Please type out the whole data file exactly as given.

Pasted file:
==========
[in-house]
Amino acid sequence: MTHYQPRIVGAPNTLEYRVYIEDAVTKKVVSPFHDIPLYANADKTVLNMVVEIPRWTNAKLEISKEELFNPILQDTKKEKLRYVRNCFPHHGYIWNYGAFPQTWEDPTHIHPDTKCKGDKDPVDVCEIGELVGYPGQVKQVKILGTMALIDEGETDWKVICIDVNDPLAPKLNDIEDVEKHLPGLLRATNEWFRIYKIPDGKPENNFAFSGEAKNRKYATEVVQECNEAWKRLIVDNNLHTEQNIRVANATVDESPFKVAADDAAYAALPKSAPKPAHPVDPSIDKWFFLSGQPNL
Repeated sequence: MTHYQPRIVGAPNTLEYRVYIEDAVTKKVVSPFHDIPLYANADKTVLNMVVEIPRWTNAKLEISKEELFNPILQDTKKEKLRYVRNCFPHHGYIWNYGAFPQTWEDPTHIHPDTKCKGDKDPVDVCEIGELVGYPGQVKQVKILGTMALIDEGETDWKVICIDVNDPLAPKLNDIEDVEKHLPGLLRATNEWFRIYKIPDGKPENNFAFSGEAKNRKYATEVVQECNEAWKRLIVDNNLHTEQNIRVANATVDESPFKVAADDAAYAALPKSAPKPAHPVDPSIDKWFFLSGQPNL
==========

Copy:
[in-house]
Amino acid sequence: MTHYQPRIVGAPNTLEYRVYIEDAVTKKVVSPFHDIPLYANADKTVLNMVVEIPRWTNAKLEISKEELFNPILQDTKKEKLRYVRNCFPHHGYIWNYGAFPQTWEDPTHIHPDTKCKGDKDPVDVCEIGELVGYPGQVKQVKILGTMALIDEGETDWKVICIDVNDPLAPKLNDIEDVEKHLPGLLRATNEWFRIYKIPDGKPENNFAFSGEAKNRKYATEVVQECNEAWKRLIVDNNLHTEQNIRVANATVDESPFKVAADDAAYAALPKSAPKPAHPVDPSIDKWFFLSGQPNL
Repeated sequence: MTHYQPRIVGAPNTLEYRVYIEDAVTKKVVSPFHDIPLYANADKTVLNMVVEIPRWTNAKLEISKEELFNPILQDTKKEKLRYVRNCFPHHGYIWNYGAFPQTWEDPTHIHPDTKCKGDKDPVDVCEIGELVGYPGQVKQVKILGTMALIDEGETDWKVICIDVNDPLAPKLNDIEDVEKHLPGLLRATNEWFRIYKIPDGKPENNFAFSGEAKNRKYATEVVQECNEAWKRLIVDNNLHTEQNIRVANATVDESPFKVAADDAAYAALPKSAPKPAHPVDPSIDKWFFLSGQPNL